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Fatherhood Taught Me How to Be a Better Failure

Becoming a dad was really the moment that officially started my second life. And it taught me a lot about failing correctly.

My life didn’t change after I watched Back To The Future. It wasn’t ‘shattered’ when Kanye dropped “Graduation.” I didn’t freak out after I streamed the Guardians of the Galaxy soundtrack for the first time. Actually — I did. James Gunn nailed that soundtrack. But in all honesty, I didn’t realize how much my life would actually change after becoming a father. People told me it would, but I didn’t get it. How could I? I’d never kept another human alive before. Nurturing a person from infancy to adulthood is hard to simply describe to someone else.

While my wife was pregnant with our first child, we “acted” as though we were already parents (we even celebrated Mother’s and Father’s Day like a bunch of losers)…but it wasn’t until Emma arrived on the scene that we fully understood what parenthood feels like. Hint: it feels like a cyclical failure. Lean startup methodology on steroids.

Pets don’t count. I don’t care how often you post about being a “cat mom”. Pet ownership does not prepare you at all for guiding and directing the life of a young human being. Cats are basically fully independent moments after they open their adorable little cat eyes for the first time. We were “prepared” physically (loads of diapers, newborn clothing, a crib), but not “prepared” mentally. Parenthood is like a punch in the face — if that punch was both adorable and life-affirming. It comes at you fast, hits you hard, and changes how you view pretty much everything moving forward.

stressed parents and crying baby

But outside of all that, an even bigger truth became evident. Something I still haven’t been able to shake, 6 years after my objectively adorable daughter was born. It’s like an itch that I can never seem to scratch, and it keeps me on my toes. Every. Single. Day.

I realized how much of what you say, how you act, and who you truly are — behind the scenes — plays a vital part in the development of your child and your development as a parent/human. Does that scare the crap out of you? Me too. Does it make you question everything you say, how you act, how you respond, etc? You betcha.

When we’re alone, who we truly are bubbles to the surface, like for me — I want to be very comfortable as soon as I walk into my house. Belt? Gone. Pants? Tossed on a couch somewhere. Shirt? What shirt? I go from fully dressed to nearly naked in like 15 seconds. Like that scene in Bruce Almighty. You know the one. When we’re at home, in our safe space, it feels like no ones watching. But rest assured, our children are glued to our every move. They’re little culture sponges, soaking up massive amounts of data about you and their little slice of planet Earth. All the time. How do you think they learned how to talk? Or respond to conflict? Or quote Game Of Thrones? You got a mirror around? Go look in it.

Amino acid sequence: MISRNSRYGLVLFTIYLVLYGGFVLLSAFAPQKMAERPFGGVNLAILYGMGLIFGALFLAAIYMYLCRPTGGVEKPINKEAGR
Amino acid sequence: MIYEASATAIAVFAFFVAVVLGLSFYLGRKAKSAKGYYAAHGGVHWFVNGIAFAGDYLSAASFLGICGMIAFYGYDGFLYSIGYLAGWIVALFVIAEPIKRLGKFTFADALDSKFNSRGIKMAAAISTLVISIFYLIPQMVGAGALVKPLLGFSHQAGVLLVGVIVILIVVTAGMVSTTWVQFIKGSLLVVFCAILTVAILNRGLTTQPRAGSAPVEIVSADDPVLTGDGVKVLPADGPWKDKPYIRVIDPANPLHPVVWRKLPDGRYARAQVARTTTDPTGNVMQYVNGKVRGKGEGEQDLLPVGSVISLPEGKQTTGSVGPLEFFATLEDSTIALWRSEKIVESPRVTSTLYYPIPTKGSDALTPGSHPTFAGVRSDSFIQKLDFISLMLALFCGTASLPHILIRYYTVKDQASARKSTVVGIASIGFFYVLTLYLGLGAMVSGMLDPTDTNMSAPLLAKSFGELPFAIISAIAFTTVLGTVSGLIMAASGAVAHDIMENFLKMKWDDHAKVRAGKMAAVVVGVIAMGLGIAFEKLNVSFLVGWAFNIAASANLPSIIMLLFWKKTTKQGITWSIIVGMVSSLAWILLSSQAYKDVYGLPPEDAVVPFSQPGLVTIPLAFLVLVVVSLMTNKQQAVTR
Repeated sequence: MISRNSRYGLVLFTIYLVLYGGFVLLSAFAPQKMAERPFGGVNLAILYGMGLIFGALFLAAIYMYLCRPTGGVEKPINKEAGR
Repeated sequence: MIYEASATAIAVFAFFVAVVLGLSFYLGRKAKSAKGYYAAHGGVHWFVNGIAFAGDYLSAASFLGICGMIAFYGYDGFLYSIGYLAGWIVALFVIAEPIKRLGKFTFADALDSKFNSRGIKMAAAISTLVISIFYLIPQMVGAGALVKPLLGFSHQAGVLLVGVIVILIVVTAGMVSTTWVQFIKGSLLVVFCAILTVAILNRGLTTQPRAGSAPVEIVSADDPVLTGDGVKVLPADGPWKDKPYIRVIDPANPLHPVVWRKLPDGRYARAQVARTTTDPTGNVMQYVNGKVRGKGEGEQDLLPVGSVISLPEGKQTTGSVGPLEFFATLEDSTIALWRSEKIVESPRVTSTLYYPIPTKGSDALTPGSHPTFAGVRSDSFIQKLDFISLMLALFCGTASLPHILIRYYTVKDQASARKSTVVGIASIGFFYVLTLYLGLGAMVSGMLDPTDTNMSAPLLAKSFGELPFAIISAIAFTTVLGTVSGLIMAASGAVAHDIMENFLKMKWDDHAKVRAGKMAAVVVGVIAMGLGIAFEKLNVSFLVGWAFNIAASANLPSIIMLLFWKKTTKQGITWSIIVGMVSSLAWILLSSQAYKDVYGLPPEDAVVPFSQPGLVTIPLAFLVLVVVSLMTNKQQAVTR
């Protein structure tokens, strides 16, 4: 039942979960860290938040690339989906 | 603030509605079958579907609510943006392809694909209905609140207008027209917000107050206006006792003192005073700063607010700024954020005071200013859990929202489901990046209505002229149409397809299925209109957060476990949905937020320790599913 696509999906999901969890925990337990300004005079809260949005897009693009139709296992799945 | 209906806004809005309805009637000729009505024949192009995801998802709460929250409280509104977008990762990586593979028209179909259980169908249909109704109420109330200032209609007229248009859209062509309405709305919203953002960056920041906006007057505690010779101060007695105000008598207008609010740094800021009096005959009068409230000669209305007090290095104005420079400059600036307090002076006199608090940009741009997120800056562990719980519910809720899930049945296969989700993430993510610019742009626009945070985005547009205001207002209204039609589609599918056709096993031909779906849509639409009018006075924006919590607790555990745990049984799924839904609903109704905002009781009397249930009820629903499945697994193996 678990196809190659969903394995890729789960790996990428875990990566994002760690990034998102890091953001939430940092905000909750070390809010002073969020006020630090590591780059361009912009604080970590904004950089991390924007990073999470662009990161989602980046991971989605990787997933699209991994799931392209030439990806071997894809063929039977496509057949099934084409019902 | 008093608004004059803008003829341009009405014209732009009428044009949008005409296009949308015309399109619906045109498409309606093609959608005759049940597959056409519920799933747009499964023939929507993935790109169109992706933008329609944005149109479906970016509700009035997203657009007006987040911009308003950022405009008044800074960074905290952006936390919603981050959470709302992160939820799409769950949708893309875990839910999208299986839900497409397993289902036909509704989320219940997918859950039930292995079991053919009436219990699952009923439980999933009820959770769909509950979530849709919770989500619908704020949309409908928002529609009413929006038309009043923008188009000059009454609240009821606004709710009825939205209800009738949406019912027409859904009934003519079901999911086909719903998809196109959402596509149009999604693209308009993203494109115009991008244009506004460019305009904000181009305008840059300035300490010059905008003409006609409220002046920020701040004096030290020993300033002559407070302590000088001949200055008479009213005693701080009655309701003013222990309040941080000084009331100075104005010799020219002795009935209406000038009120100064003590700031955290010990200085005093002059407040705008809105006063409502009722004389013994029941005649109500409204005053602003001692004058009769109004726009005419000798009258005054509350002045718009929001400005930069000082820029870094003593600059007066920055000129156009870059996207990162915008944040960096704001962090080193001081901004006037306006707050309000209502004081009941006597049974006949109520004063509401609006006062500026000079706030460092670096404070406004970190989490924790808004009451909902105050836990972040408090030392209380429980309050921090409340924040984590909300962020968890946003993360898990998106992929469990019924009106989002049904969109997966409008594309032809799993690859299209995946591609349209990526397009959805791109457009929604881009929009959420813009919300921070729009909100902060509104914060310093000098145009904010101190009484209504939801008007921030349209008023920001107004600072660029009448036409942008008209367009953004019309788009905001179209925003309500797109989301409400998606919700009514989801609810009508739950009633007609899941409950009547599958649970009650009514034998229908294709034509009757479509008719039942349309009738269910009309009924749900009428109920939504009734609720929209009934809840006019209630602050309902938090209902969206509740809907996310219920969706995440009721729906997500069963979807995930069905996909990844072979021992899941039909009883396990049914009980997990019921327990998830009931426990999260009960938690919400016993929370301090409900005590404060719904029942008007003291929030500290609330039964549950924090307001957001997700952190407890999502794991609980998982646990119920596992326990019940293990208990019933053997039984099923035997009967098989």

They see us in our most vulnerable state, and their impression of us is built on their time spent with mom and dad. Not the version of us that our friends see, or our family, or our co-workers. They see you. Just you, with everything else stripped away (like most of my clothes when I step through the threshold).

But it’s more than that. We don’t just impress on them who we are. Our attitudes influence their attitudes. Who we are influences who they become.

What we say, how we respond to difficulty and failure, and how we act (even in the mundane) defines the trajectory of a child’s personality, and how they see the world. No pressure, right? It doesn’t mean we should be fake around our children — quite the opposite — we should be as real as possible, but it requires us, as parents, to take some time to self-reflect. We must make sure we are the people we want them to become. I’m still working on it. I kinda suck at it, actually. But I’m doing my best.

That’s what parenthood, or for me specifically, fatherhood, means: it’s the awesome responsibility of passing down who we are, for better or worse. If you’d like to know my goal as a father — it’s pretty simple: To help my children understand that failure is vital, no one is perfect, and the world should be looked at through a lens of love.

The moment I held my daughter in my arms for the first time, my life changed forever. On that day I gave up my life, and it’s temporal goals. They were instantly replaced with something far less selfish. Since that day, my life changed. For real this time. I’m now focused on being the best version of myself I can be, and it means constantly failing and picking myself back up, better than I was before. For my wife, my children, and our legacy as a family.

This article was syndicated from Medium. Frank Danna is an award-winning creative, the Content Director for Softway (a creative Agency in Houston), and the co-founder of GhostCodes, a discovery app for Snapchat. His work has been enjoyed by over 65 million people across Vine (RIP), Twitter, Instagram, and Snapchat (FrankEDanna).